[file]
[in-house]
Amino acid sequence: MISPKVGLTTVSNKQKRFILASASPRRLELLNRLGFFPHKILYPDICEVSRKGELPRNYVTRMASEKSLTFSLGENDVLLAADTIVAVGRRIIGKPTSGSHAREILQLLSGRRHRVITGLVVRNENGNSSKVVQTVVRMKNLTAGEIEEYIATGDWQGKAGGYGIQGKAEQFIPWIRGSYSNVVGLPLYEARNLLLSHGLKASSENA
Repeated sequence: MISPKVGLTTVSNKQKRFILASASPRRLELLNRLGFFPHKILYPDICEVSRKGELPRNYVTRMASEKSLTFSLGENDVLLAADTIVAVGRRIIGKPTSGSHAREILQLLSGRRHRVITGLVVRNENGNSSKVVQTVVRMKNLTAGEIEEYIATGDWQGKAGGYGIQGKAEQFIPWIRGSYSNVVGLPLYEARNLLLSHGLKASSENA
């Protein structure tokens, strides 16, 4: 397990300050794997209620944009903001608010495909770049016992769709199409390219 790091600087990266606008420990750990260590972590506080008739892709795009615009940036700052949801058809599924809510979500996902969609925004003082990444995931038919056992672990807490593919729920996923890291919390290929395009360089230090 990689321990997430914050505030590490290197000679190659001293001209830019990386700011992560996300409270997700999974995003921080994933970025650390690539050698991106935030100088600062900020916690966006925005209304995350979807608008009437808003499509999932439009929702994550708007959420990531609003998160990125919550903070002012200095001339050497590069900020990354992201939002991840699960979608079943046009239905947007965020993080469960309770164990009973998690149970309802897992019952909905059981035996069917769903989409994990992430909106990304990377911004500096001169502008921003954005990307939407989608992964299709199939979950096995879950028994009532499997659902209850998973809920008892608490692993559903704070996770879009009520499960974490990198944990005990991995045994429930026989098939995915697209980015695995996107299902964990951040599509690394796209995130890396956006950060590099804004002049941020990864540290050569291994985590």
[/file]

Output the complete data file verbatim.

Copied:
[in-house]
Amino acid sequence: MISPKVGLTTVSNKQKRFILASASPRRLELLNRLGFFPHKILYPDICEVSRKGELPRNYVTRMASEKSLTFSLGENDVLLAADTIVAVGRRIIGKPTSGSHAREILQLLSGRRHRVITGLVVRNENGNSSKVVQTVVRMKNLTAGEIEEYIATGDWQGKAGGYGIQGKAEQFIPWIRGSYSNVVGLPLYEARNLLLSHGLKASSENA
Repeated sequence: MISPKVGLTTVSNKQKRFILASASPRRLELLNRLGFFPHKILYPDICEVSRKGELPRNYVTRMASEKSLTFSLGENDVLLAADTIVAVGRRIIGKPTSGSHAREILQLLSGRRHRVITGLVVRNENGNSSKVVQTVVRMKNLTAGEIEEYIATGDWQGKAGGYGIQGKAEQFIPWIRGSYSNVVGLPLYEARNLLLSHGLKASSENA
């Protein structure tokens, strides 16, 4: 397990300050794997209620944009903001608010495909770049016992769709199409390219 790091600087990266606008420990750990260590972590506080008739892709795009615009940036700052949801058809599924809510979500996902969609925004003082990444995931038919056992672990807490593919729920996923890291919390290929395009360089230090 990689321990997430914050505030590490290197000679190659001293001209830019990386700011992560996300409270997700999974995003921080994933970025650390690539050698991106935030100088600062900020916690966006925005209304995350979807608008009437808003499509999932439009929702994550708007959420990531609003998160990125919550903070002012200095001339050497590069900020990354992201939002991840699960979608079943046009239905947007965020993080469960309770164990009973998690149970309802897992019952909905059981035996069917769903989409994990992430909106990304990377911004500096001169502008921003954005990307939407989608992964299709199939979950096995879950028994009532499997659902209850998973809920008892608490692993559903704070996770879009009520499960974490990198944990005990991995045994429930026989098939995915697209980015695995996107299902964990951040599509690394796209995130890396956006950060590099804004002049941020990864540290050569291994985590």